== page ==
Uber Technologies announced a partnership to study urban manned aircraft in conjunction with the U.S. space agency NASA, following a partnership last year that focused on unmanned drones. As part of the deal, Uber will share its data with the National Aeronautics and Space Administration to move the world closer to developing air traffic management systems for a world with flying cars.
Uber made the announcement as it kicked off its second Uber Elevate conference in Los Angeles. While Uber isn’t building these vertical takeoff and landing vehicles itself, the company is striking partnerships with manufacturers, battery companies and others that, together with Uber’s ride-hailing network, could make it possible to summon a flying taxi via the Uber app.
“Urban air mobility could revolutionize the way people and cargo move in our cities and fundamentally change our lifestyle much like smart phones have,” Jaiwon Shin, associate administrator for NASA’s Aeronautics Research Mission Directorate, said in a statement.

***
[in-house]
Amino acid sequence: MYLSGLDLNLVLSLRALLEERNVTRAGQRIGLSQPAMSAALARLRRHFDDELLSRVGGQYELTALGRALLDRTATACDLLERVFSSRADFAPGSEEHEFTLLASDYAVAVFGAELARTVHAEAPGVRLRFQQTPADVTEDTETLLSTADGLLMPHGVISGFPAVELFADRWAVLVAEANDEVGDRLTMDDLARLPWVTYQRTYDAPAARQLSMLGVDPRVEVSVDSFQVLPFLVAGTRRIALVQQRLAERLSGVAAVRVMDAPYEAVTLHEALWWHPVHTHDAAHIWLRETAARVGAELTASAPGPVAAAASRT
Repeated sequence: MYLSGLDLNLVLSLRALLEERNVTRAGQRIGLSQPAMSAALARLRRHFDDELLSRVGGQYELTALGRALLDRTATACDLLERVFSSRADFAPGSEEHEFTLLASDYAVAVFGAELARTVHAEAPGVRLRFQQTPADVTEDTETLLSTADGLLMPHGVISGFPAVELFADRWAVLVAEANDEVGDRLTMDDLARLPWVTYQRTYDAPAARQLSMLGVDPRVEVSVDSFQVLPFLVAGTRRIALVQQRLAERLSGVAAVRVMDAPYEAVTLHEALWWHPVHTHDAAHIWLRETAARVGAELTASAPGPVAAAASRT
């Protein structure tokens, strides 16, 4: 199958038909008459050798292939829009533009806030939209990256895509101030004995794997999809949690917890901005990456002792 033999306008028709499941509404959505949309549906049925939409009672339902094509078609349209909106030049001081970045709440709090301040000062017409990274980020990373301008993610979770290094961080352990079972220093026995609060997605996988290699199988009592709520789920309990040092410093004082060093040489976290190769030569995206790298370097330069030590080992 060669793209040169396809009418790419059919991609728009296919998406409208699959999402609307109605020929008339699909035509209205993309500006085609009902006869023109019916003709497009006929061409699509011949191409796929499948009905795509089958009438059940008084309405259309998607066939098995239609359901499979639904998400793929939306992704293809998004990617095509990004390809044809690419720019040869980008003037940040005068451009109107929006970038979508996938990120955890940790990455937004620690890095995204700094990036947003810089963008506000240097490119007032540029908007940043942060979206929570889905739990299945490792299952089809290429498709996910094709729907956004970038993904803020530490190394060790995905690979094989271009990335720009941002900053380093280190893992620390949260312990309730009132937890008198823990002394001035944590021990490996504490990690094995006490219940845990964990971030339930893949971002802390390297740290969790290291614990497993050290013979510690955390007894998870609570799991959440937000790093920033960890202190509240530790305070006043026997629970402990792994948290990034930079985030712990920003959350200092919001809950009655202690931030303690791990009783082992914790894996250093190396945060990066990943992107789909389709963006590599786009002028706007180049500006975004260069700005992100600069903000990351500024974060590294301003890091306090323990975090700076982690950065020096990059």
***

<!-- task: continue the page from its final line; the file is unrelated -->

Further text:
Uber has set a goal of testing these electric flying vehicles by 2020 and a commercial launch in 2023. The company has produced its own designs, talked to local governments and is trying to lay the foundation for a future in which people travel across cities in the sky.
Top U.S. regulators are scheduled to speak at the conference – either in person or via video – including U.S. Secretary of Transportation Elaine Chao and acting Federal Aviation Administration head Dan Elwell. Los Angeles Mayor Eric Garcetti spoke Tuesday morning via a recorded video. Uber Chief Executive Officer Dara Khosrowshahi is scheduled to speak Wednesday.
Flying cars have attracted the attention of other technology companies. Alphabet Inc. CEO Larry Page has made investments in companies working on flying cars, like startups Kitty Hawk and Zee.Aero. Flying cars give Uber an opportunity to plan optimistically for the future, while its other foray into futuristic vehicles faces significant challenges. Its autonomous car program has stalled, following a fatal collision with a pedestrian in March.
Subscribe to the Morning Review newsletter
Get the day’s top headlines delivered to your inbox every morning by subscribing to our newsletter.